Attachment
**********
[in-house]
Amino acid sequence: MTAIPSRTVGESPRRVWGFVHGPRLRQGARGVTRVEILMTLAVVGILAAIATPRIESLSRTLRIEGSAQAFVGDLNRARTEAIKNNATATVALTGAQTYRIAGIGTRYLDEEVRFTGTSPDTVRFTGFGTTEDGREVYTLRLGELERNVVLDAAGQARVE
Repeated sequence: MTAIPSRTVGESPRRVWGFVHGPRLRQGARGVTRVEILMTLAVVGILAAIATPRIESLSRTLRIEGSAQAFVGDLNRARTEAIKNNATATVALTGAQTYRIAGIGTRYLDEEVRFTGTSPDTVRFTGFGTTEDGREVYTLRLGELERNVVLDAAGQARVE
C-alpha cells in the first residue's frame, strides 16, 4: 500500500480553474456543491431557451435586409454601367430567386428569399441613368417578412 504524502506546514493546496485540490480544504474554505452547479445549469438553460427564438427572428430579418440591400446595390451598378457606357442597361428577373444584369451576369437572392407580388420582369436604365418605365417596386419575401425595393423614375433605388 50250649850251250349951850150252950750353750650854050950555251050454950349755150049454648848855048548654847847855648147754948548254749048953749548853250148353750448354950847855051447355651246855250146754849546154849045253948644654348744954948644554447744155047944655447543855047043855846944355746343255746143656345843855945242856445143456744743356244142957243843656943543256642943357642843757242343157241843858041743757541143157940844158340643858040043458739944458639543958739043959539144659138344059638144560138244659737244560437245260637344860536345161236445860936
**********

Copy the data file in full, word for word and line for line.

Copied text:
[in-house]
Amino acid sequence: MTAIPSRTVGESPRRVWGFVHGPRLRQGARGVTRVEILMTLAVVGILAAIATPRIESLSRTLRIEGSAQAFVGDLNRARTEAIKNNATATVALTGAQTYRIAGIGTRYLDEEVRFTGTSPDTVRFTGFGTTEDGREVYTLRLGELERNVVLDAAGQARVE
Repeated sequence: MTAIPSRTVGESPRRVWGFVHGPRLRQGARGVTRVEILMTLAVVGILAAIATPRIESLSRTLRIEGSAQAFVGDLNRARTEAIKNNATATVALTGAQTYRIAGIGTRYLDEEVRFTGTSPDTVRFTGFGTTEDGREVYTLRLGELERNVVLDAAGQARVE
C-alpha cells in the first residue's frame, strides 16, 4: 500500500480553474456543491431557451435586409454601367430567386428569399441613368417578412 504524502506546514493546496485540490480544504474554505452547479445549469438553460427564438427572428430579418440591400446595390451598378457606357442597361428577373444584369451576369437572392407580388420582369436604365418605365417596386419575401425595393423614375433605388 50250649850251250349951850150252950750353750650854050950555251050454950349755150049454648848855048548654847847855648147754948548254749048953749548853250148353750448354950847855051447355651246855250146754849546154849045253948644654348744954948644554447744155047944655447543855047043855846944355746343255746143656345843855945242856445143456744743356244142957243843656943543256642943357642843757242343157241843858041743757541143157940844158340643858040043458739944458639543958739043959539144659138344059638144560138244659737244560437245260637344860536345161236445860936